Market over the counter (OTC)

economic-dictionary

An over the counter (OTC) market is a secondary or trading market that has no regulation where investors bilaterally agree on their transactions through netting and collateral agreements with the counterparty.

Therefore, in this market there is no supervision of a clearing house, since it does not exist, but this market is governed by a framework agreement or through the contract model for financial operations known as ISDA.

In OTC markets, even when there may be procedural agreements, there is no clearing and settlement body that mediates between the parties and guarantees compliance with the obligations agreed upon by them.

Generally, in operations in OTC markets, the guarantees required in the event that it is requested by the counterparty, which will generally be a market maker (in most cases it is a financial institution), will be much lower than the market. That is why there are many criticisms of this market model, since there may be conflicts of interest on the part of brokers or market makers, because the commissions are implicit in the price or in the spread, and this leads to that the investor does not know what he is paying for the operation.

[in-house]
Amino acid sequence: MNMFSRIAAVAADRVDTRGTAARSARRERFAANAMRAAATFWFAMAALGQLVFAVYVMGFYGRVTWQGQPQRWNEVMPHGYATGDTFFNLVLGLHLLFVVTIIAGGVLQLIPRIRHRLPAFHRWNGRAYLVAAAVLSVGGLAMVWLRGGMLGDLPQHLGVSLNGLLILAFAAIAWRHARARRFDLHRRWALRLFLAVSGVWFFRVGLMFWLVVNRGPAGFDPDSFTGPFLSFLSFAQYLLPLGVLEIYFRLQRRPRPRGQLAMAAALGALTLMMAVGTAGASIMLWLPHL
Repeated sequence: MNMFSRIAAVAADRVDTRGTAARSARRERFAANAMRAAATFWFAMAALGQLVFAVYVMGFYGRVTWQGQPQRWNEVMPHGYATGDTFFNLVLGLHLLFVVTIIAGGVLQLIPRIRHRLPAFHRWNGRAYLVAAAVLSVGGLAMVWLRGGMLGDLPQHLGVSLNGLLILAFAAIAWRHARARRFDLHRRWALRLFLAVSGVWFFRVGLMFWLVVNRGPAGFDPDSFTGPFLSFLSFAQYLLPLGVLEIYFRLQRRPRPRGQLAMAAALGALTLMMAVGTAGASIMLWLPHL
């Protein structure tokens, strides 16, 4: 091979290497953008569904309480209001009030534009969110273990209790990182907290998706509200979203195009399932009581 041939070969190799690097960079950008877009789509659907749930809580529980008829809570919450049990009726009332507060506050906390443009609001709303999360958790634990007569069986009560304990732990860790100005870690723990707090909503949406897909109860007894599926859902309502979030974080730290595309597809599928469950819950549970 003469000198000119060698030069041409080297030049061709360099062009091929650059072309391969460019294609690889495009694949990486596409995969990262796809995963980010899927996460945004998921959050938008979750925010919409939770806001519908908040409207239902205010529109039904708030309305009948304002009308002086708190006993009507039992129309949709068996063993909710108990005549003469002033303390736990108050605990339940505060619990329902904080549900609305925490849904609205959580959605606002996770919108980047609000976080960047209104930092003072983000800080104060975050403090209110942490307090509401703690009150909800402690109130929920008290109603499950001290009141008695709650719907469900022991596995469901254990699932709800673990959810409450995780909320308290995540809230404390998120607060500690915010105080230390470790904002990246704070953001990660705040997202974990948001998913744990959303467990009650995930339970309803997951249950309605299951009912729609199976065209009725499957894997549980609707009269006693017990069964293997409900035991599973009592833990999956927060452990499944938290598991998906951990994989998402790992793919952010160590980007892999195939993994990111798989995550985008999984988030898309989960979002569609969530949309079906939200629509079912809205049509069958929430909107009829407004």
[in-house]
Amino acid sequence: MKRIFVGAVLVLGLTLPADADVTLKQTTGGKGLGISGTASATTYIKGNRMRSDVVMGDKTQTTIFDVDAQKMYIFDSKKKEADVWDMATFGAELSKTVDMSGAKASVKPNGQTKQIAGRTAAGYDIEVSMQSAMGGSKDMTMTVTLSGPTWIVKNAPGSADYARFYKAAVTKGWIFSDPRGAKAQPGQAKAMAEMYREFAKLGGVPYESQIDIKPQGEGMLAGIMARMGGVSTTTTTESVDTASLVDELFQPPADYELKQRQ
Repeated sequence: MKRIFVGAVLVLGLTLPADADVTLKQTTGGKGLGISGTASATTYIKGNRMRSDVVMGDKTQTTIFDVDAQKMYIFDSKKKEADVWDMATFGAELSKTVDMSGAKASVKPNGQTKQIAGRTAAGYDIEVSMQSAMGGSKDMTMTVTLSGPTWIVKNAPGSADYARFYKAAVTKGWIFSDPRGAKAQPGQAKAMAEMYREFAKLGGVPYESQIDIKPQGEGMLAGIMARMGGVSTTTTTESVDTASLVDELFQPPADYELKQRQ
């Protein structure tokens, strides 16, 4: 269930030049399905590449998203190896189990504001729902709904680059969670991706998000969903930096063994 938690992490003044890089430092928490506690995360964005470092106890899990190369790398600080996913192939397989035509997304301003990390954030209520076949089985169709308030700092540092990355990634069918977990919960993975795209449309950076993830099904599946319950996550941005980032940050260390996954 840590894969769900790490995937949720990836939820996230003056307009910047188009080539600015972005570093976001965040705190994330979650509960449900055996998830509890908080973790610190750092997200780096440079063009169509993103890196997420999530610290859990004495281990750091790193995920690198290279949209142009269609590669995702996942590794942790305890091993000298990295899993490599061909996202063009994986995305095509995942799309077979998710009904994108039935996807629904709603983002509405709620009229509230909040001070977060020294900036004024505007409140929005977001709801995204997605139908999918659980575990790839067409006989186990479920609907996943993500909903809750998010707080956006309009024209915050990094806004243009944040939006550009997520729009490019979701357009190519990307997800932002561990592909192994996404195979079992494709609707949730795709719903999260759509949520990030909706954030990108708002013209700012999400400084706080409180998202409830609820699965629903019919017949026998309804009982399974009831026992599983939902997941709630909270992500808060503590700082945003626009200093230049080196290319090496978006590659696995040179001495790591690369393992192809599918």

These types of operations are very difficult to value, it must be taken into account that the contracts are made to measure for each operation (Operation with Forward) or client (micro contracts in CFDs).

The Dodd Frank Law in the US is trying to change this deregulation by establishing that all contracts in the OTC market are subject to supervision by the entities designated by the regulator. Specifically speaking, in the US there are many companies in the OTC market with very little liquidity and manipulated in the price in which many investors fall without being able to liquidate their operations.

Types of products traded on OTC markets

The OTC market has grown exponentially in the last 20 years. Furthermore, the concentration of this type of product is in the hands of very few banks. For example, the US has 90% control of this market, on the other hand, in London it already represents 70% of the transactions carried out

The most traded products in OTC markets are the following:

  • CFDs (Contract for Differences).
  • Warrants.
  • Turbo Warrants.
  • Swaps and CDS (Credit Default Swaps).
  • Binary Options.
  • Currency or Forex.

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